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No walk, only run’: Baba Ramdev’s Patanjali all set to go global

Ramdev says Patanjali Ayurved, on the back of the once-bankrupt Ruchi Soya, closed FY21 with a revenue of Rs 30,000 crore. Ruchi Soya clocked a revenue of Rs 16,318 crore
“We don’t know how to walk, we only know how to run,” says Baba Ramdev, Founder of Patanjali Ayurved, as he describes the revival story of Ruchi Soya, which he acquired via NCLT (National Company Law Tribunal) in 2019 for Rs 4,350 crore.
The yoga guru-turned-businessman proudly states that Patanjali Ayurved, on the back of the once-bankrupt Ruchi Soya, closed FY21 with a revenue of Rs 30,000 crore. Ruchi Soya clocked a revenue of Rs 16,318 crore and an EBITDA (earnings with interest, taxes, depreciation, and amortisation) of Rs 1,800 crore. “No NCLT company has ever achieved such heights,” he says.
Though Ramdev is brimming with ideas for the next level of growth in the domestic market, he is now aggressively looking at a global foray. “Patanjali is a leading local brand, now we are looking at becoming a global brand. We will grow our exports and look for good partners in the international market. If there is a requirement in a particular country, we may also set up production facilities.”
Though the Patanjali founder doesn’t divulge the markets that he is looking at entering, he says, “We want to be present in all the leading retail chains, we want to be at par with the global FMCG giants.”
As far as Ruchi Soya is concerned, Ramdev’s vision is to turn it around into a full-fledged food company, where 80 per cent of the revenue would be churned by its various brands. Early this year, the company got Patanjali’s biscuits, noodles, breakfast products and nutraceuticals businesses into the Ruchi Soya-fold to make the latter a full-fledged food company. “Nutraceuticals is a Rs 50,000 crore market, growing at 20 per cent. If you look at the other food categories we are present in, they account for a Rs 500,000 crore market. We want to become market leaders in all those categories in India as well as globally,” explains Ramdev.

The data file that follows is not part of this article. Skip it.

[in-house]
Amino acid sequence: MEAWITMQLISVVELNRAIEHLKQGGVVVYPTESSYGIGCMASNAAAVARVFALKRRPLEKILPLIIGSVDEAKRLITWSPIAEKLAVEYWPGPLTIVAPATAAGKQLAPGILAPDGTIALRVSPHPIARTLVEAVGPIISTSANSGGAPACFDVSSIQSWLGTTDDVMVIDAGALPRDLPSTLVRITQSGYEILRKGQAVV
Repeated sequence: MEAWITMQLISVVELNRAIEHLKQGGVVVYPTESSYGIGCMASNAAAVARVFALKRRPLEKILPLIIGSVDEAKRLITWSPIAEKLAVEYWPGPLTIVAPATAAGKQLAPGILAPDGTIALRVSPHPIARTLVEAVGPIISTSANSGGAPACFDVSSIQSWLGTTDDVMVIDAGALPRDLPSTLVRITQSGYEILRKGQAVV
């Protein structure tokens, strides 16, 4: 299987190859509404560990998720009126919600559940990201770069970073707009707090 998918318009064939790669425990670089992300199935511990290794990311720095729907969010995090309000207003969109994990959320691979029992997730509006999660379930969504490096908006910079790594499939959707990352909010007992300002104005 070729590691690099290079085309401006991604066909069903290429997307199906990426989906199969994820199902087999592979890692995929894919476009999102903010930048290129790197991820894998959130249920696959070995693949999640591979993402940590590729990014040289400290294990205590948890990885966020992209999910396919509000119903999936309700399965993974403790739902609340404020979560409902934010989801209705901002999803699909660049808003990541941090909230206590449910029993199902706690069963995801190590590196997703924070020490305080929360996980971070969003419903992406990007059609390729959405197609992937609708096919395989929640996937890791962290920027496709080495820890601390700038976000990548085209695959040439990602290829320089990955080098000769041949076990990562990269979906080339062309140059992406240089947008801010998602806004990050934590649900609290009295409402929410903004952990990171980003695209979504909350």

He is also looking at making Ruchi Soya debt-free. The company would be going in for a Rs 4,300 crore stake sale, and 62 per cent of the proceeds would be used to pay off debts. “Around 14 per cent will be used for working capital, and the balance for brand building, distribution and manufacturing. Our priority is debt-free Ruchi Soya. We want to be completely debt-free in the next two years,” says Sanjeev Asthana, CEO, Ruchi Soya.
Ramdev claims he has spent a considerable amount of his time in the last couple of years turning around the company. “We have hired professionals at the senior management level. The Ruchi Soya board comprises retired judges, policymakers, chartered accountants. We have brought in professional management practices and made the business transparent and accountable.”
“In the last 10 years, the company’s oil crushing business was unprofitable. That part of the business now churns a revenue of over Rs 200 crore. We have made a lot of corrections,” he adds. Ruchi Soya’s edible oil sales are in the region of 1.10 lakh tonnes per month, 80 per cent of which is branded play.
The major challenge for Ramdev post the acquisition of Ruchi Soya was to bridge the huge trust deficit. “The distributors and retailers didn’t have trust in the company as it went bankrupt. I met all of them and won their trust. Not a single distributor or employee has left us. We have instead added 2,500 distributors in the last few years,” claims Ramdev.
As the yoga guru carves the future of his FMCG empire, he is also building the nextgen talent for his company. He is training as many as 500 sanyasis, some of whom are being groomed to take over the mantle of Patanjali Ayurveda. “The future of Patanjali would be in the hands of highly capable sanyasis,” he says
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